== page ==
Isn't it obvious that KC totally botched on not selecting a QB, one of history' best QB class in 2012 Draft? It's sad but also true to their demise as history proves how inept this Kansas City organization has been when it came to when and where to select a QB from the NFL draft.
Let's take a look at the years KC decides to invest in a QB from the Draft. (On the basis of the team picking a QB in Rounds 3 and above. Basically, if a team takes a QB in Rounds 4-7, its an indication that they were not serious and have very little confidence that the player could start in the same season) In short, you'd want your team to be selecting QB in picks 1-90 (basically Rounds 1 through 3). It's quite clear that your chances are much higher to land a Superbowl winning QB in rounds 1-3 as opposed to any other rounds including an undrafted player. One must also not overlook the particular year of drafting a QB, understanding that your odds increases significantly when selecting an eventual elite passer in the year of strong QB class (ie. 1983, 2004, 2011, 2012).
The illustration below depicts the number of QB's who've won a superbowl in the past 46 Superbowls.
- QB DRAFTED IN PICKS 1-90
21 Total QBs won a combined 34 Superbowls = 74% chance your team wins with a QB drafted in these rounds
- QB DRAFTED IN PICKS 91-211 (including undrafted player)
8 Total QBs won a combined 12 Superbowls = only 25% chance your team wins with a QB drafted in these rounds
Another cool factoid to take note: About how long does it take for a young QB drafted by the team to win a Superbowl? In other words, how long should a team wait to see if their young signal caller is the Franchise QB. It'll be shocking to see that most young QBs take no more than 4 years, maybe 5 to carry the team to a Superbowl, and most of them win.
1965 - Joe Namath - took 4 years, team won its first SB
1967 - Bob Griese - took 5 years, team won its first SB
1970 - Terry Bradshaw - took 5 years, team won its first SB
1979 - Joe Montana - took 4 years, team won its first SB
1982 - Jim McMahon - took 4 years, team won its first SB
1983 - Dan Marino - took 2 years, team lost the SB to 49ers (Montana)
1983 - John Elway - took 5 years, team lost the SB to NY Giants (Simms)
1984 - Boomer Esiason - took 4 years, team lost the SB to 49ers (Montana)
1989 - Troy Aikman - took 4 years, team won its first SB
1991 - Brett Favre* - took 5 years, team won the SB (Favre did not start until his 2nd season)
1993 - Drew Bledsoe - took 4 years, team lost the SB to Packers (Favre)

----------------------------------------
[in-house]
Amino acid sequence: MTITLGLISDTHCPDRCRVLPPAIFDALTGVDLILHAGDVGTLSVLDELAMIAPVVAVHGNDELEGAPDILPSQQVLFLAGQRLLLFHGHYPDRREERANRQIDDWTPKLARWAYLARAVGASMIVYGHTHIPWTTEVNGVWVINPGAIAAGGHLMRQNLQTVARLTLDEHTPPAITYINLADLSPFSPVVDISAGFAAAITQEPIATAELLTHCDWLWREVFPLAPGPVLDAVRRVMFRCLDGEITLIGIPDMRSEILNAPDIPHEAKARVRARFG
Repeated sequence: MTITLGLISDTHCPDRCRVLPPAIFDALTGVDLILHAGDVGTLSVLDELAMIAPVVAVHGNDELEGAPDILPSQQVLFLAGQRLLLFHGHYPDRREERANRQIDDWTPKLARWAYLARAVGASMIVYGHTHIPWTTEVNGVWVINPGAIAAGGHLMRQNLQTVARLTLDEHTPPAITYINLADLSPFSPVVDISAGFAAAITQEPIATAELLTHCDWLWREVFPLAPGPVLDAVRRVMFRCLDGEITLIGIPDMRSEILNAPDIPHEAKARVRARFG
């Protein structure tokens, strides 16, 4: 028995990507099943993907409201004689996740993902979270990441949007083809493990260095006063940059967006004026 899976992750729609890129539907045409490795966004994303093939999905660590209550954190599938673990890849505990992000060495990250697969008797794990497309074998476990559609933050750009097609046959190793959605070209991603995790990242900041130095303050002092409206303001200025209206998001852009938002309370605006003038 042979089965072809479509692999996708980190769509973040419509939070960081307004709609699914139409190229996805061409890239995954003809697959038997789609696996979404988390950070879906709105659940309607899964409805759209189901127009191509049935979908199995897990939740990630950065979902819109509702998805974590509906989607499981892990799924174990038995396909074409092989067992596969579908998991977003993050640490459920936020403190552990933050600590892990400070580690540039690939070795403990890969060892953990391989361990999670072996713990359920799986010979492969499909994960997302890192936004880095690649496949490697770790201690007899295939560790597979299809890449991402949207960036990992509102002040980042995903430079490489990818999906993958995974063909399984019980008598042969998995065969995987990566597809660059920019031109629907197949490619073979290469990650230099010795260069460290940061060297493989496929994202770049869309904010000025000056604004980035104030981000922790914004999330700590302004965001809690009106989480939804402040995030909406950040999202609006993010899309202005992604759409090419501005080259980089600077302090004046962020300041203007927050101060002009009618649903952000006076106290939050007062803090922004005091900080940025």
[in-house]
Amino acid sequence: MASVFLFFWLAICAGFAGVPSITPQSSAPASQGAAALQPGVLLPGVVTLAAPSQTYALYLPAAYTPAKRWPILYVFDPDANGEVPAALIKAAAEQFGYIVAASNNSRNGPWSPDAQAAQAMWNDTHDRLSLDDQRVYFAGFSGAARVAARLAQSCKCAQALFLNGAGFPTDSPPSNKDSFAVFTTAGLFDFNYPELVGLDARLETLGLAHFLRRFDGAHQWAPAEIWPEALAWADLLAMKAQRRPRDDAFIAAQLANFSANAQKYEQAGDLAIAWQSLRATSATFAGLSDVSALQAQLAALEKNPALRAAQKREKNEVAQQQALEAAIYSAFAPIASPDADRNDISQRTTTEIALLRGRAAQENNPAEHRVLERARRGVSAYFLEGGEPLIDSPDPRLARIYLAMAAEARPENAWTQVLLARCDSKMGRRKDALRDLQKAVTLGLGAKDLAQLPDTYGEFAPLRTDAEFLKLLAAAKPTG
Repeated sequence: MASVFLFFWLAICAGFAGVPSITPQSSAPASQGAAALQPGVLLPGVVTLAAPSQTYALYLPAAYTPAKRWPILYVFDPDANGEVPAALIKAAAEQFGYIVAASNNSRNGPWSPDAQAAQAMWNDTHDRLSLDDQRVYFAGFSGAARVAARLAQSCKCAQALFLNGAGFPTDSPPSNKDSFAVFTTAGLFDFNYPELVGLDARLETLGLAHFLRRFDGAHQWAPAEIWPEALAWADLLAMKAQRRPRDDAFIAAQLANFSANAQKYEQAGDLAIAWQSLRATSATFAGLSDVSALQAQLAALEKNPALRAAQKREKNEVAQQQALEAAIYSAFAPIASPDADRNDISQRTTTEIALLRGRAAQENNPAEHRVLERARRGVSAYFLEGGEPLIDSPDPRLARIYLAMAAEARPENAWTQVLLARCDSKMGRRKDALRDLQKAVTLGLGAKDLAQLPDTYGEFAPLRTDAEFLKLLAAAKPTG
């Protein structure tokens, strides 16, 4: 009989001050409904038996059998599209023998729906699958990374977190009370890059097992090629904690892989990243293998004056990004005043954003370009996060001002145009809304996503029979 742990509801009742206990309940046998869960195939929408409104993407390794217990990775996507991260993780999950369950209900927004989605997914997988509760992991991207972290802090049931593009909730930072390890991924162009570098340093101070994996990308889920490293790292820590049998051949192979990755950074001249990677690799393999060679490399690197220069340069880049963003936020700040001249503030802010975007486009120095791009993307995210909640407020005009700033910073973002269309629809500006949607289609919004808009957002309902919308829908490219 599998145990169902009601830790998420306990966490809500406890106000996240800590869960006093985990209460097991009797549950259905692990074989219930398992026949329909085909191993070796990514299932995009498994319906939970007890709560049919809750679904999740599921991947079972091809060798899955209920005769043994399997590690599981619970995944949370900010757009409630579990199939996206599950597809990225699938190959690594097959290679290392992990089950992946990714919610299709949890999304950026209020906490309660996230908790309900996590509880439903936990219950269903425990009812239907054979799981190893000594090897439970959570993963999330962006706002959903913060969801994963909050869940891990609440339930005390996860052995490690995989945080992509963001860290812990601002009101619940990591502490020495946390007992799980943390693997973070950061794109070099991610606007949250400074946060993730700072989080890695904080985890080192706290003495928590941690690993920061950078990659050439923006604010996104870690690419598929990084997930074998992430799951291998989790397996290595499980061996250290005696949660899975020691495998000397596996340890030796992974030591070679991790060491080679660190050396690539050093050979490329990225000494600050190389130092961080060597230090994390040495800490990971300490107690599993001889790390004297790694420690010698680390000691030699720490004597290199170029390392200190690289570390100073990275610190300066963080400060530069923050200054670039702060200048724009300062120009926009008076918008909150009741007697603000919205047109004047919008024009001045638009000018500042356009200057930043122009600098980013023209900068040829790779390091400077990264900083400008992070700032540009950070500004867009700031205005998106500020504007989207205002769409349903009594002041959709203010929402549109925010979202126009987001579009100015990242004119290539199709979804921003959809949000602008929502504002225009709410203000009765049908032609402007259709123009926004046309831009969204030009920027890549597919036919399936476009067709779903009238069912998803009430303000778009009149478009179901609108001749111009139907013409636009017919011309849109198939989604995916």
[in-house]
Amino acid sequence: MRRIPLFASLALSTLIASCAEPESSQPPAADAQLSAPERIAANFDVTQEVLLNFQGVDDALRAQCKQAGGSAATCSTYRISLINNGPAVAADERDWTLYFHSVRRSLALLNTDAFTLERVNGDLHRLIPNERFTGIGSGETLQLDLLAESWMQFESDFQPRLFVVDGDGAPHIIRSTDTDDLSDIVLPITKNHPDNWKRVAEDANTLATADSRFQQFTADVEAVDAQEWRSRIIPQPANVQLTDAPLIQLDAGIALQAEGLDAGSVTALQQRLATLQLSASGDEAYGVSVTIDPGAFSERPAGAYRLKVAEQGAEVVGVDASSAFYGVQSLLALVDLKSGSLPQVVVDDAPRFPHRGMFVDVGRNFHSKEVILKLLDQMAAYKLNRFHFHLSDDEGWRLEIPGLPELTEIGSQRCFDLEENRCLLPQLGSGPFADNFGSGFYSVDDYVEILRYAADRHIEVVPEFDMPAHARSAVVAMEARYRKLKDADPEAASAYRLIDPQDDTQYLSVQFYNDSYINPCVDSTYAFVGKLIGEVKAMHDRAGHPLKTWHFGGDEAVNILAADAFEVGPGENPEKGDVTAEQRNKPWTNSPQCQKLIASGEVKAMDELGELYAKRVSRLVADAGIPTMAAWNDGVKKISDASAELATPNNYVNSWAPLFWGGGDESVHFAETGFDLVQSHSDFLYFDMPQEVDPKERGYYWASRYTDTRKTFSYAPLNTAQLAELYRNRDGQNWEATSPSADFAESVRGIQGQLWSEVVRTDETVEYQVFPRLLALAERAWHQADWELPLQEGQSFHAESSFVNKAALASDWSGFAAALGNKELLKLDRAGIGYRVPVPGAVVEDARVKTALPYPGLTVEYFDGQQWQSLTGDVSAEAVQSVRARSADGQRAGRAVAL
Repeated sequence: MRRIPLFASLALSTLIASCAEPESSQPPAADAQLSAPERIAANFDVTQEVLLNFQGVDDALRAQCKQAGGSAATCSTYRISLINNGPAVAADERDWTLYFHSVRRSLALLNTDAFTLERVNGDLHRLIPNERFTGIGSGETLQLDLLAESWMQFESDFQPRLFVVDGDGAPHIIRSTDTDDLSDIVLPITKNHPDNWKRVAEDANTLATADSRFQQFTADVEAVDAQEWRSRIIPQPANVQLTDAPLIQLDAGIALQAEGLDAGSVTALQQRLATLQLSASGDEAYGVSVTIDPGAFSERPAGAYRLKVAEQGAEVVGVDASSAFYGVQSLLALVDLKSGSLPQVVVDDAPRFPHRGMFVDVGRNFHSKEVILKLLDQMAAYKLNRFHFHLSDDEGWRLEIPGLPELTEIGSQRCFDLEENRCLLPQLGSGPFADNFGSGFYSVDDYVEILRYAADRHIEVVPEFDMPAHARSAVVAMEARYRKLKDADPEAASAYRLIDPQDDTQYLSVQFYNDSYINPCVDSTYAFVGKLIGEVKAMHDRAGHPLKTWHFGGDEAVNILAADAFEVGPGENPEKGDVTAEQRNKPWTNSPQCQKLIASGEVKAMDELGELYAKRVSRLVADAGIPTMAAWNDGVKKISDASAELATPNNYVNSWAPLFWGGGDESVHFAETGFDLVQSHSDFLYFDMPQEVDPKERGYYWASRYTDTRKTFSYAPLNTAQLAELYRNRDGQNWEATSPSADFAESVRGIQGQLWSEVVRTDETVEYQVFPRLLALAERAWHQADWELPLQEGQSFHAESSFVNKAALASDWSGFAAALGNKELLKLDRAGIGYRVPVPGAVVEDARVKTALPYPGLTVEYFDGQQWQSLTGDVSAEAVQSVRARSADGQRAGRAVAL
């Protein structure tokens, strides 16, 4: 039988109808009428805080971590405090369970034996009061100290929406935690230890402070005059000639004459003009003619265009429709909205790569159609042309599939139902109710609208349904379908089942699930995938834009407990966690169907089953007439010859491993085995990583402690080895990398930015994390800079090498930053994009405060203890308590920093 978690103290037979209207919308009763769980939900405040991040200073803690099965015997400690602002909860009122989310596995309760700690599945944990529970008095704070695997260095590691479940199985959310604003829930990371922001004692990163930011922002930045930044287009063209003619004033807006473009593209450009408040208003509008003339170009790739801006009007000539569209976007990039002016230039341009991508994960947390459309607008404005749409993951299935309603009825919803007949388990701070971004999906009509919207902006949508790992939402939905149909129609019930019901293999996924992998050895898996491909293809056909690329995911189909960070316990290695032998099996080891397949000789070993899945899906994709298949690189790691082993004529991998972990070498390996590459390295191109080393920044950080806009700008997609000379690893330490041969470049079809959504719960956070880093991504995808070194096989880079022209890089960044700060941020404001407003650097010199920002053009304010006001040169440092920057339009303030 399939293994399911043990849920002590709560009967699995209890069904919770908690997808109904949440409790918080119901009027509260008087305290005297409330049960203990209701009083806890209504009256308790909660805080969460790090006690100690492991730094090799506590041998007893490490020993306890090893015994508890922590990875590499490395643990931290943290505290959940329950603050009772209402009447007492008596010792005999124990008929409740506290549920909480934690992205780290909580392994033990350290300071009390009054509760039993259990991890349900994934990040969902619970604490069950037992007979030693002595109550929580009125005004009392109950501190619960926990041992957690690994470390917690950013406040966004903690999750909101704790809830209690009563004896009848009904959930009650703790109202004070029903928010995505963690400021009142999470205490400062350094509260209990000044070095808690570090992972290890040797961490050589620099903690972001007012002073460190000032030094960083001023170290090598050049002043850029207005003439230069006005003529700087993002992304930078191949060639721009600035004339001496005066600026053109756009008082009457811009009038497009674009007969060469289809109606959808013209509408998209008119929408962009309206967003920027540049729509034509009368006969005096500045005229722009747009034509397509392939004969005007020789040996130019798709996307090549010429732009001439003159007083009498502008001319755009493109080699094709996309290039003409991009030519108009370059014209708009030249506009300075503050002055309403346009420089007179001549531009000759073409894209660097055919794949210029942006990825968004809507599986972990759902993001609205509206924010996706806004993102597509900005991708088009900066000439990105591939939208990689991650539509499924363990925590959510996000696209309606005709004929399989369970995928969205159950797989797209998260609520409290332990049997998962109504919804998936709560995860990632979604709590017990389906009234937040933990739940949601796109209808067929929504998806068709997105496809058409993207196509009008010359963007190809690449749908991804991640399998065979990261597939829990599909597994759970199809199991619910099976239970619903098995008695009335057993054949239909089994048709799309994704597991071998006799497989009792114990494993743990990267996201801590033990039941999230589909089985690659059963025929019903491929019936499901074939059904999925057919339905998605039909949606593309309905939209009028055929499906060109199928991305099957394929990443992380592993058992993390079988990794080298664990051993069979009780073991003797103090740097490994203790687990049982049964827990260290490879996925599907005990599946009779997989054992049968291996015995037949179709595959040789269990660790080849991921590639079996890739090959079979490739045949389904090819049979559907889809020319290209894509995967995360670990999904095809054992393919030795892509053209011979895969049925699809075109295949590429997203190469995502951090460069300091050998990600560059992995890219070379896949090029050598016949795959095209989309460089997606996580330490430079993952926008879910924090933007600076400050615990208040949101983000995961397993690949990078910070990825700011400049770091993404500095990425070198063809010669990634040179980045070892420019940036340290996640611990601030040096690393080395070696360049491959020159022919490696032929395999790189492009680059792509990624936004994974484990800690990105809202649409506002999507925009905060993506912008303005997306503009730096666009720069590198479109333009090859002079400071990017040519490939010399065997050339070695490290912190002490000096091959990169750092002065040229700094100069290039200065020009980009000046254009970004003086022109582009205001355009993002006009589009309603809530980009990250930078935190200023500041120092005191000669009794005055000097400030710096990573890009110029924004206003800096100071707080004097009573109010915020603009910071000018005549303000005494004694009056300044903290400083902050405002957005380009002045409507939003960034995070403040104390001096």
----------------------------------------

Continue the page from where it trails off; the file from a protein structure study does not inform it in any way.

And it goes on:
1995 - Steve McNair - took 5 years, team lost the SB to Rams (Warner)
1999 - Donovan McNabb* - took 6 years, team lost the SB to Patriots (Brady)
2000 - Tom Brady* - took 1 year, team won the SB (Brady did not start until his 2nd season)
2004 - Ben Roethlisberger - took 2 years, team won the SB
2004 - Eli Manning - took 4 years, team won the SB
2005 - Aaron Rodgers - took 3 years, team won the SB (Rodgers did not start until his 4th season)
My point here is - if Kansas City Chiefs select a QB with their 1st overall pick in 2013, it shouldn't take the Chiefs more than 5 years to reach the Superbowl if they indeed drafted the franchise QB. It's also save to say that the window is closing for Matt Ryan and Joe Flacco because they're both in their 5th year as starter since being drafted. Based on this same analogy, Stafford and Freeman will have until next year to proof if they are franchise worthy. Again, my analogy doesn't eliminate the possibility of these young QB's ever winning a SB but it just shows that it doesn't take more than 4-5 years to determine if you have the RIGHT GUY. Ryan, Stafford, Flacco, Freeman may one day take a team to the Superbowl but if a team waits, they may have passed on other young prospective QBs along the way that could have been the franchise.
Here's an excerpt from Bleacher Report (Published around training camp August, 21, 2012)
The Kansas City Chiefs have employed their share of rag-tag quarterbacks over the years. Aside from the franchise’s best quarterback, Len Dawson, the brief love affair with Joe Montana and the Trent Green years, the Chiefs have been void of quarterback play that the team or the city can be proud of.
However, the Chiefs have no one to blame but themselves. Kansas City drafted Todd Blackledge out of Penn State with the seventh overall pick in the 1983 NFL Draft. Since then, the Chiefs have taken a quarterback in the first three rounds just three times (Mike Elkins, second round in 1989, Matt Blundin, second round in 1992 and Brodie Croyle, third round in 2006).
This year’s quarterback class was led by Andrew Luck and Robert Griffin III. And while there seemed to be a huge drop-off in talent after these two, the remaining cast of arms certainly wasn’t void of talent in their own right. Ryan Tannehill and Brandon Weeden might have been reaches in the first round. But Kirk Cousins and Nick Foles have unquestionably outplayed their draft position, and either would fit quite nicely behind—or even in front of Matt Cassel in some circles—in a Chiefs uniform. (keep in mind this was in August 2012, not after what we've witnessed of Foles and Cousins' ability to direct an offense as a rookie. Add to it, after this was published, Pete Carroll named Russell Wilson the starter after its final pre-season game)
The entire article from Jeremy Sickel is available here